" In Searching for God Knows What, Miller unpacks why the Christian faith cannot be whittled down to a three-step self-help program or some simplistic mathematical formula comprised of a few mere propositional beliefs. I was amazed, honestly, at how deftly this book laid out so much of the thinking God has been instilling in my own life this year...in Miller's understanding (and I agree), everything goes back to a time before the fall, when man was still living in peaceful, right relationships with God, with his fellow man, and with his environment. Once Adam & Eve were deceived into disobedience to the God who created and deeply loved them, they lost the security they had known as a result of their perfect relationship with God. Ever since, it has been obvious that man was designed to need to derive his sense of value from an outside source, but since our relationship with that source was broken, we've looked to acquire that sense of value from other men. This has created what Miller describes as a lifeboat mentality in which we are all vying to prove our importance and why we should be kept in this proverbial lifeboat (indicating in the process that other individuals who don't possess the same valuable qualities we do ought to be selected to be thrown overboard). Clearly, this sort of thinking has some very negative implications that play out with us manifesting ever deeper levels of brokenness in human relationships that first broke at the fall when our relationship with God was broken. The good news of Christianity is that in Jesus -- as a result of His redeeming death & resurrection -- our relationship with God can be restored, which means we can recover the security God designed us to live in. Too often we miss all of this, and Christianity becomes a mere argument we add to our slate of reasons why we should be kept in the lifeboat. However, when we begin to see the bigger picture and recognize the story God has been telling from the beginning of time, we begin to grasp that this was never meant to secure our position in the eyes of man but rather was meant to restore our security in God, which then allows us to throw away the lifeboat mentality and frees us up to live in humility, loving God and loving others and thereby fulfilling the law that was intended to restore the peaceful, right relationships man experienced before the fall with God, with his fellow man, and with his environment. Highly recommend this book, particularly to those who, like me, have grown up in church during a modernistic age that has so focused on propositional truths that we've nearly completely missed the narrative of God's work in the world from the beginning of its creation. I imagine Miller's thoughts here have opened many hearts to the depth of beauty in God's story. Quite possibly my favorite of his books, and there could not have been a more perfect time in my life for me to read it than toward then end of a year in which He has truly transformed my thinking in these very areas. On a side note, I purchased this book at Powell's Books during my first visit to Portland -- a trip that was largely inspired by my reading of other books by the Portland-based Miller (as well as books by fellow Portland-area author Matt Mikalatos) that have helped inform the process of transformation that has been taking place in my thinking this year. It was fun, then, to read his mentions of various Portland locations throughout this book after having been there myself. It really felt like a sort of culmination of this past year for me, not only as it relates to my understanding of my faith but also as it relates to the books I've read that have been instrumental in what God has been doing in my heart and the common thread of being set in Portland that has connected so many of them. I think this book will always have a special place in my heart because of all this. =) "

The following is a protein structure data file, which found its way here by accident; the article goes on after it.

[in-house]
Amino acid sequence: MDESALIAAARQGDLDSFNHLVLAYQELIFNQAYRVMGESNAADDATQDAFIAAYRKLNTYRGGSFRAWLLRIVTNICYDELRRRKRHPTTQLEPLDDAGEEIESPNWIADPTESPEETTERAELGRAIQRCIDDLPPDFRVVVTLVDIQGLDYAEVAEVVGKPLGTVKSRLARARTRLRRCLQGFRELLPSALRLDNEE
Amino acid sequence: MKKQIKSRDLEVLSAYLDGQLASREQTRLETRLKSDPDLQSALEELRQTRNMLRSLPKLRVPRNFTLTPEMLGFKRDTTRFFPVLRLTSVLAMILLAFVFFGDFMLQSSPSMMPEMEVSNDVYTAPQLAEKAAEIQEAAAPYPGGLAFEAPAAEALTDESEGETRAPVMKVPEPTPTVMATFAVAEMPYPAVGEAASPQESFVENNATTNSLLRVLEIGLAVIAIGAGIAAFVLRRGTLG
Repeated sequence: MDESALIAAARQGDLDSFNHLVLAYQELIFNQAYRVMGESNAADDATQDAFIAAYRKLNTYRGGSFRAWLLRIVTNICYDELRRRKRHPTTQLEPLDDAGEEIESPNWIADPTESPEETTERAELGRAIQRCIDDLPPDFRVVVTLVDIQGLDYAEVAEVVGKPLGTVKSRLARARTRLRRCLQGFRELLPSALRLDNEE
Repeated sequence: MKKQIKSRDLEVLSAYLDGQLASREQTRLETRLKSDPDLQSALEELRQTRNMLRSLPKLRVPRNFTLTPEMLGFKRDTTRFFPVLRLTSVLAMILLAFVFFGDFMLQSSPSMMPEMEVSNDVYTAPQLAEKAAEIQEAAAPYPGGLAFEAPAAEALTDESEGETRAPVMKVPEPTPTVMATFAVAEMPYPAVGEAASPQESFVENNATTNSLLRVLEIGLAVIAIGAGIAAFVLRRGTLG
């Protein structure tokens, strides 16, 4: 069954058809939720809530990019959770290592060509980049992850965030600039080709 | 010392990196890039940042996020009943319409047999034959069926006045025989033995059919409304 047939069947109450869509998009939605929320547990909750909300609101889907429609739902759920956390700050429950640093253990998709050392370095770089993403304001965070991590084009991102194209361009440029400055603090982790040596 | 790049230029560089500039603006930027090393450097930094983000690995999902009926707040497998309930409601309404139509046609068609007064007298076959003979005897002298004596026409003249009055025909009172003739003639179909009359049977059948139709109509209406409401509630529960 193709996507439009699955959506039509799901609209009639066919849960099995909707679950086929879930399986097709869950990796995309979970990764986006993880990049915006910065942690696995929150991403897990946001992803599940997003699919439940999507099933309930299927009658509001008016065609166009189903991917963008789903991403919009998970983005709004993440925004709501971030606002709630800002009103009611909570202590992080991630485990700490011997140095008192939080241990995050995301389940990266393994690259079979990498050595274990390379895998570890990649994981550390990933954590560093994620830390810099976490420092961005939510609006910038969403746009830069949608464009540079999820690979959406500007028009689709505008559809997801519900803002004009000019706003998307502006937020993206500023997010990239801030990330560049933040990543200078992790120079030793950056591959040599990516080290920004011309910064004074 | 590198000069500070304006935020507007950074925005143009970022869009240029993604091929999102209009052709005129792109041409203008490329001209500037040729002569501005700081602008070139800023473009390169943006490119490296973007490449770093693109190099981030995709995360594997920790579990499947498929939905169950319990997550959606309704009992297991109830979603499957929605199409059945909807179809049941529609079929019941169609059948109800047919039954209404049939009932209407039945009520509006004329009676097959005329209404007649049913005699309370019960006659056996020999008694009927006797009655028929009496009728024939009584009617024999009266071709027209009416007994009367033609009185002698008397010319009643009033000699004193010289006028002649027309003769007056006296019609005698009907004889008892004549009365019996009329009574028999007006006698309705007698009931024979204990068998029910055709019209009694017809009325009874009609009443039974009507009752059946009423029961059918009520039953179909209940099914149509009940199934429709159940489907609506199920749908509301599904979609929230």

• 4 out of 54 out of 54 out of 54 out of 54 out of 5 Janelle | 1/3/2014